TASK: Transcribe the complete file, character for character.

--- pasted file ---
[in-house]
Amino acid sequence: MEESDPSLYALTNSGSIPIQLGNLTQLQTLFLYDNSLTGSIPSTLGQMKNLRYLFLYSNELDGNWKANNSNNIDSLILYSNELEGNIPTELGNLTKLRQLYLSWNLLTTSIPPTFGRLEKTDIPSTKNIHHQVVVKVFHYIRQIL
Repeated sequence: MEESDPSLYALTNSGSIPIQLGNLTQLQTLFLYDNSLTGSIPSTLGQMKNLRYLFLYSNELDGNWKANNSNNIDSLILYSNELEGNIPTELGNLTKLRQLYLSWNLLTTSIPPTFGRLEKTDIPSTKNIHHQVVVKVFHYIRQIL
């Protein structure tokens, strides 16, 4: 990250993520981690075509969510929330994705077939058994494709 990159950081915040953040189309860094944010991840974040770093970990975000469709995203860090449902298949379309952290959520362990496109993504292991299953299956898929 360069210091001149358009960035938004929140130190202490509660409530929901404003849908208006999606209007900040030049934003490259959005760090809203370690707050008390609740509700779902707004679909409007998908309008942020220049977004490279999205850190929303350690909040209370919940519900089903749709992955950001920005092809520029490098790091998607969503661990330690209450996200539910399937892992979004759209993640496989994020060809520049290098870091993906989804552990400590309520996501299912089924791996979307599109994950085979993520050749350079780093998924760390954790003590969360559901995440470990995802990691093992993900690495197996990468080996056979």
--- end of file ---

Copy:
[in-house]
Amino acid sequence: MEESDPSLYALTNSGSIPIQLGNLTQLQTLFLYDNSLTGSIPSTLGQMKNLRYLFLYSNELDGNWKANNSNNIDSLILYSNELEGNIPTELGNLTKLRQLYLSWNLLTTSIPPTFGRLEKTDIPSTKNIHHQVVVKVFHYIRQIL
Repeated sequence: MEESDPSLYALTNSGSIPIQLGNLTQLQTLFLYDNSLTGSIPSTLGQMKNLRYLFLYSNELDGNWKANNSNNIDSLILYSNELEGNIPTELGNLTKLRQLYLSWNLLTTSIPPTFGRLEKTDIPSTKNIHHQVVVKVFHYIRQIL
């Protein structure tokens, strides 16, 4: 990250993520981690075509969510929330994705077939058994494709 990159950081915040953040189309860094944010991840974040770093970990975000469709995203860090449902298949379309952290959520362990496109993504292991299953299956898929 360069210091001149358009960035938004929140130190202490509660409530929901404003849908208006999606209007900040030049934003490259959005760090809203370690707050008390609740509700779902707004679909409007998908309008942020220049977004490279999205850190929303350690909040209370919940519900089903749709992955950001920005092809520029490098790091998607969503661990330690209450996200539910399937892992979004759209993640496989994020060809520049290098870091993906989804552990400590309520996501299912089924791996979307599109994950085979993520050749350079780093998924760390954790003590969360559901995440470990995802990691093992993900690495197996990468080996056979």